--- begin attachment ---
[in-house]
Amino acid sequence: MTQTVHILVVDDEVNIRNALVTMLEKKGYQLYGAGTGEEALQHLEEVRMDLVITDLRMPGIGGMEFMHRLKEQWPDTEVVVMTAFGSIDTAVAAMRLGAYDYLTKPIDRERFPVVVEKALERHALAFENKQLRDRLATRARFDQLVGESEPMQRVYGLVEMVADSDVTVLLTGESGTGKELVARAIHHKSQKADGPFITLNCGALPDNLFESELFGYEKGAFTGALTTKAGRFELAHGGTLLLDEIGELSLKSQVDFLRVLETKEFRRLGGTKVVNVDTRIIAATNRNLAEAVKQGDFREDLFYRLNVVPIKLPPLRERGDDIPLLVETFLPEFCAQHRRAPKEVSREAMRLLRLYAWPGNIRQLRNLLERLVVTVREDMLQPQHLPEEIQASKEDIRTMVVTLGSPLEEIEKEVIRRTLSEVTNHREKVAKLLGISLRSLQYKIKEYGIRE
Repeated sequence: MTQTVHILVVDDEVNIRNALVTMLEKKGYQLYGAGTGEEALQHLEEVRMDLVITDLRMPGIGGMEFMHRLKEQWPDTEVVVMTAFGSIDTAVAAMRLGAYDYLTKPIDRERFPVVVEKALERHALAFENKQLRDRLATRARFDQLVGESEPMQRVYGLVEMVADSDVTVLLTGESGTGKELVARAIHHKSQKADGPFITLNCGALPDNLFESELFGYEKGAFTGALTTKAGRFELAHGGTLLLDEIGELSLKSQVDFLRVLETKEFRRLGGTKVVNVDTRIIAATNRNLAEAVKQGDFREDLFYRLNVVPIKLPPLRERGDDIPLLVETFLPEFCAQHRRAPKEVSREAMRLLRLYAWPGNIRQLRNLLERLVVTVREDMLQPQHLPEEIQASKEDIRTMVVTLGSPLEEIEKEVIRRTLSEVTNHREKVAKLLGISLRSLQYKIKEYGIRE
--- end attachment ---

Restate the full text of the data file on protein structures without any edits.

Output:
[in-house]
Amino acid sequence: MTQTVHILVVDDEVNIRNALVTMLEKKGYQLYGAGTGEEALQHLEEVRMDLVITDLRMPGIGGMEFMHRLKEQWPDTEVVVMTAFGSIDTAVAAMRLGAYDYLTKPIDRERFPVVVEKALERHALAFENKQLRDRLATRARFDQLVGESEPMQRVYGLVEMVADSDVTVLLTGESGTGKELVARAIHHKSQKADGPFITLNCGALPDNLFESELFGYEKGAFTGALTTKAGRFELAHGGTLLLDEIGELSLKSQVDFLRVLETKEFRRLGGTKVVNVDTRIIAATNRNLAEAVKQGDFREDLFYRLNVVPIKLPPLRERGDDIPLLVETFLPEFCAQHRRAPKEVSREAMRLLRLYAWPGNIRQLRNLLERLVVTVREDMLQPQHLPEEIQASKEDIRTMVVTLGSPLEEIEKEVIRRTLSEVTNHREKVAKLLGISLRSLQYKIKEYGIRE
Repeated sequence: MTQTVHILVVDDEVNIRNALVTMLEKKGYQLYGAGTGEEALQHLEEVRMDLVITDLRMPGIGGMEFMHRLKEQWPDTEVVVMTAFGSIDTAVAAMRLGAYDYLTKPIDRERFPVVVEKALERHALAFENKQLRDRLATRARFDQLVGESEPMQRVYGLVEMVADSDVTVLLTGESGTGKELVARAIHHKSQKADGPFITLNCGALPDNLFESELFGYEKGAFTGALTTKAGRFELAHGGTLLLDEIGELSLKSQVDFLRVLETKEFRRLGGTKVVNVDTRIIAATNRNLAEAVKQGDFREDLFYRLNVVPIKLPPLRERGDDIPLLVETFLPEFCAQHRRAPKEVSREAMRLLRLYAWPGNIRQLRNLLERLVVTVREDMLQPQHLPEEIQASKEDIRTMVVTLGSPLEEIEKEVIRRTLSEVTNHREKVAKLLGISLRSLQYKIKEYGIRE